About a thousand kilogrammes of cocaine were shipped into the country between 2004 and 2005.
More than 588 kilogrammes of cocaine were seized in Ghana in January 2004 and a similar quantity in October 2005 by the police.
Executive Secretary of the Narcotics Control Board (NACOB), Colonel Isaac K. Akuoko (retd), attributed this to the porous and ineffective security systems at the country's coastlines, which enabled drug dealers to traffick cocaine into the country by boats and vessels.
“Our partners have done a tremendous job in assisting us to intercept boats that are heading to West Africa with their cargo of cocaine,” the executive secretary said. That, he added, posed a hydra-headed problem for the country.
Speaking on “Overview of the Drug Situation in Ghana” at the launch of the 2005 International Narcotics Control Board (INCB) Report in Accra ,he stated that although the drugs were repackaged for transporting to Europe and America, some entered the local market.
He said where more drugs were available, the rate of abuse also increased.
“As a result, Ghana would begin to face a major problem with drug abuse and addiction and the youth would become victims of these greedy people who are bent on enriching themselves at the expense of our future leaders and development,” he emphasised.
Col Akuoko said the influx of large quantities of cocaine had manifested itself in the sharp increase of the number of persons trafficking drugs from Ghana to Europe and elsewhere.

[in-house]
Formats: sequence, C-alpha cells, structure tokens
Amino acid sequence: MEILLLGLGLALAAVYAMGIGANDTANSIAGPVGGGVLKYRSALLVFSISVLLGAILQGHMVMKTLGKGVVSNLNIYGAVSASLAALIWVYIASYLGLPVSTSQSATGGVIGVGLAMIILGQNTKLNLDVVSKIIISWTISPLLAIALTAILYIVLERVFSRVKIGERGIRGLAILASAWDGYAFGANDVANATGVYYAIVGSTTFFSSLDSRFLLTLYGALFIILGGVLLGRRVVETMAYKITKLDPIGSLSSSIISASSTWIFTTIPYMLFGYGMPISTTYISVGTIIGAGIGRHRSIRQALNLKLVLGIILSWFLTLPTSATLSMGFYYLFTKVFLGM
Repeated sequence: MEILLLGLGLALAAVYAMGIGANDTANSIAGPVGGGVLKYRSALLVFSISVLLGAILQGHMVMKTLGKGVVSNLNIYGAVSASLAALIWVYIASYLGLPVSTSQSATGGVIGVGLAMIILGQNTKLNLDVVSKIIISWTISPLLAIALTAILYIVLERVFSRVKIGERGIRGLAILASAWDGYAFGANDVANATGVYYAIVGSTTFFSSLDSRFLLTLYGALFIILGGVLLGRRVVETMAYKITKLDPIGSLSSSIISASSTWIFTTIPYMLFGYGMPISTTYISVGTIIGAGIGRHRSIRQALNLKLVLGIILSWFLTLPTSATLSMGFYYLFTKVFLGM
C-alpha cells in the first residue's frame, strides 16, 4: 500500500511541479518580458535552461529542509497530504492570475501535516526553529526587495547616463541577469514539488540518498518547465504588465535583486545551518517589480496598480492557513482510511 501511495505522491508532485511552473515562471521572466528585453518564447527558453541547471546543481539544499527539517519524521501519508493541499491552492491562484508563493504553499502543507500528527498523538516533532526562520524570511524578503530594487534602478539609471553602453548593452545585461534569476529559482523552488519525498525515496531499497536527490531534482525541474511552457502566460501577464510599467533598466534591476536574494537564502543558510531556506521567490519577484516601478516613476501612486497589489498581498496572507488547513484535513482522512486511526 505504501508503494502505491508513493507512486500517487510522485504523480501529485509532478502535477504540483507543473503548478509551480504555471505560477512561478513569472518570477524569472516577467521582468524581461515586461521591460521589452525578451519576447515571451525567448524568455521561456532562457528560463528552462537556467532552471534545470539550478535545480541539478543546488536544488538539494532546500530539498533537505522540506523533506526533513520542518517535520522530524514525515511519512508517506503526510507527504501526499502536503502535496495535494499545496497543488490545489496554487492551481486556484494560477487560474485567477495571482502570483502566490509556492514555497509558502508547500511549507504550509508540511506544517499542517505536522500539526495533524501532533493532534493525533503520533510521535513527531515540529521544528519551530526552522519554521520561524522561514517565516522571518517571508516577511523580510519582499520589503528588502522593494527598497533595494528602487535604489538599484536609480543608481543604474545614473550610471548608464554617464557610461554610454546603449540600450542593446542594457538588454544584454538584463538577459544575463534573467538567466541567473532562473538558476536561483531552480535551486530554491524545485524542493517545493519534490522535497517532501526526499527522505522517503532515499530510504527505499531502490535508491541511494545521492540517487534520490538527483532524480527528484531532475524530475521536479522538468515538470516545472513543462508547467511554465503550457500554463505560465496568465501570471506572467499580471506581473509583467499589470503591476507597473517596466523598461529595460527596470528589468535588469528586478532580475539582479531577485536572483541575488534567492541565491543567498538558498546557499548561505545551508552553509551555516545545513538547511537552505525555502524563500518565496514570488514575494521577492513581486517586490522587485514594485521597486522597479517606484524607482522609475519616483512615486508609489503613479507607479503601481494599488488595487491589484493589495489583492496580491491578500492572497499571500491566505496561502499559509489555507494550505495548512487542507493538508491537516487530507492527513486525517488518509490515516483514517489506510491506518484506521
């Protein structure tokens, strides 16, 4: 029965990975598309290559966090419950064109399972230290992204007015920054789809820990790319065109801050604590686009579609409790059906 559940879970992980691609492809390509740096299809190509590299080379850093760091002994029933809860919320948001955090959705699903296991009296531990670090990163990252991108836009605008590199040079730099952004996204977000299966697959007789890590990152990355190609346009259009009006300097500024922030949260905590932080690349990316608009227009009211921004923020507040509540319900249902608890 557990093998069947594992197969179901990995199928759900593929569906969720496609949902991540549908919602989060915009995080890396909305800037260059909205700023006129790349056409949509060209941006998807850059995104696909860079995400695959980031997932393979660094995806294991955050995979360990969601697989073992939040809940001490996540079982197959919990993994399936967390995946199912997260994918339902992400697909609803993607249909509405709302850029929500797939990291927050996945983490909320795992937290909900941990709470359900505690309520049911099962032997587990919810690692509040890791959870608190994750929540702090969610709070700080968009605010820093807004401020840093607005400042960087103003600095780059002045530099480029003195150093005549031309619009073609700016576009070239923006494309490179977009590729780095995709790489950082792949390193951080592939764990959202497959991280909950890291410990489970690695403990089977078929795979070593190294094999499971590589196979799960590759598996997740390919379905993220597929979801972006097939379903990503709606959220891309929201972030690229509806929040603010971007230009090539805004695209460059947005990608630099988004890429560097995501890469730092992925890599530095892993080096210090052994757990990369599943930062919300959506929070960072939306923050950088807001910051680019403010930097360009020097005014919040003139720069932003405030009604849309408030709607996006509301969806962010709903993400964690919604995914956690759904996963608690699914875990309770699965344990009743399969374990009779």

“The availability of more cocaine in Ghana has led to an increase in the number of drug traffickers using every possible means to send drugs to Europe, stressing that 99 per cent of the number of arrests at the points of departure, particularly the Kotoka International Airport, were carrying cocaine.
Col Akuoko said the postal system had also not been left out in the scheme of things as drug dealers had resorted to sending drugs, concealed and disguised in many forms, by post.
He, however, said cultivation of cannabis and its abuse continued to be the dominant factor in Ghana's illicit drug problem.
He said although the INCB report indicated a decrease in cannabis production in Africa, evidence on the ground in Ghana showed that it was on the increase.
“For example, cannabis seizures by the end of the third quarter of 2005 was 11,453.1 kilogramme while the total seizures for the whole year in 2004 was 765.1 kilogramme.
On arrest for 2005, 827 males and 29 females as against 734 males and 27 females in 2004 were arrested,” he stated.
Col Akuoko said apart from the fact that lack of employable opportunities in rural areas contributed to the cultivation of cannabis, “another reason is that cannabis financiers pay for the cultivation of cannabis upfront even before the land is cleared”.
The Director of the United Nations Information Centre in Accra, Ms Margaret A. Novicki, said the international community should rethink the drug control strategy, in order for the INCB to work effectively.
That, she said, called for alternative development which involved the replacement of illegal drug-crop production with legal cash crops, which would provide growers with similar or even higher incomes.
On the use of the postal system for drug smuggling, Ms Novicki said almost every region of the world had experienced an increase in such activity over the past five years.
“The smuggling of drugs by mail poses a major threat to law enforcement and has been steadily increasing over the past year,” she said.